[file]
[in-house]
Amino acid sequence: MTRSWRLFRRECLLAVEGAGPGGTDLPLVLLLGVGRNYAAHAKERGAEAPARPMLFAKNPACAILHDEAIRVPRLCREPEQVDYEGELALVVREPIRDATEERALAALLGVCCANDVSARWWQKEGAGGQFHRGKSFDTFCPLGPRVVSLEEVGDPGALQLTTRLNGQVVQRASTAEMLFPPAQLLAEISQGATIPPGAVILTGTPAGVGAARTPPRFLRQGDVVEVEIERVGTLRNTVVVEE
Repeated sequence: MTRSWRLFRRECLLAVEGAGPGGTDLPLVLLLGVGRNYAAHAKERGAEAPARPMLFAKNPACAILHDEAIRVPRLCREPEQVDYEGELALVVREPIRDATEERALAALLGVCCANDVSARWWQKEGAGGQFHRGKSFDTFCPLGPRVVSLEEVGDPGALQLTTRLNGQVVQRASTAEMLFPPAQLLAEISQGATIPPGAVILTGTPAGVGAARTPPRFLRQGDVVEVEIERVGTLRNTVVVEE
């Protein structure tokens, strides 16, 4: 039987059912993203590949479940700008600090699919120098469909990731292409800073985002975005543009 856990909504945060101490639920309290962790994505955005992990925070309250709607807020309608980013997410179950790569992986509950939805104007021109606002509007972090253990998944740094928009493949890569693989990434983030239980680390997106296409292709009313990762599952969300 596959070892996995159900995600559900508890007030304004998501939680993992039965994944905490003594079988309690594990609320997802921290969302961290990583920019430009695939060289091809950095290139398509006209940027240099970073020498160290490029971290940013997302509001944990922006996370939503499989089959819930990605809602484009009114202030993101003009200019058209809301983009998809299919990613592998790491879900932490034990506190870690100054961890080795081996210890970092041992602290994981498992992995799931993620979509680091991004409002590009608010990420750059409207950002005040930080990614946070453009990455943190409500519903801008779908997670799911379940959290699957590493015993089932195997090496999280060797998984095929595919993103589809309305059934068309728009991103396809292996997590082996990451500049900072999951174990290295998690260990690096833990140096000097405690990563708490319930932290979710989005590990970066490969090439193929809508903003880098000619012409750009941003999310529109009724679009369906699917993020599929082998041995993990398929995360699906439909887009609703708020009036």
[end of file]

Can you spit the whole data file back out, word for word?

[in-house]
Amino acid sequence: MTRSWRLFRRECLLAVEGAGPGGTDLPLVLLLGVGRNYAAHAKERGAEAPARPMLFAKNPACAILHDEAIRVPRLCREPEQVDYEGELALVVREPIRDATEERALAALLGVCCANDVSARWWQKEGAGGQFHRGKSFDTFCPLGPRVVSLEEVGDPGALQLTTRLNGQVVQRASTAEMLFPPAQLLAEISQGATIPPGAVILTGTPAGVGAARTPPRFLRQGDVVEVEIERVGTLRNTVVVEE
Repeated sequence: MTRSWRLFRRECLLAVEGAGPGGTDLPLVLLLGVGRNYAAHAKERGAEAPARPMLFAKNPACAILHDEAIRVPRLCREPEQVDYEGELALVVREPIRDATEERALAALLGVCCANDVSARWWQKEGAGGQFHRGKSFDTFCPLGPRVVSLEEVGDPGALQLTTRLNGQVVQRASTAEMLFPPAQLLAEISQGATIPPGAVILTGTPAGVGAARTPPRFLRQGDVVEVEIERVGTLRNTVVVEE
């Protein structure tokens, strides 16, 4: 039987059912993203590949479940700008600090699919120098469909990731292409800073985002975005543009 856990909504945060101490639920309290962790994505955005992990925070309250709607807020309608980013997410179950790569992986509950939805104007021109606002509007972090253990998944740094928009493949890569693989990434983030239980680390997106296409292709009313990762599952969300 596959070892996995159900995600559900508890007030304004998501939680993992039965994944905490003594079988309690594990609320997802921290969302961290990583920019430009695939060289091809950095290139398509006209940027240099970073020498160290490029971290940013997302509001944990922006996370939503499989089959819930990605809602484009009114202030993101003009200019058209809301983009998809299919990613592998790491879900932490034990506190870690100054961890080795081996210890970092041992602290994981498992992995799931993620979509680091991004409002590009608010990420750059409207950002005040930080990614946070453009990455943190409500519903801008779908997670799911379940959290699957590493015993089932195997090496999280060797998984095929595919993103589809309305059934068309728009991103396809292996997590082996990451500049900072999951174990290295998690260990690096833990140096000097405690990563708490319930932290979710989005590990970066490969090439193929809508903003880098000619012409750009941003999310529109009724679009369906699917993020599929082998041995993990398929995360699906439909887009609703708020009036």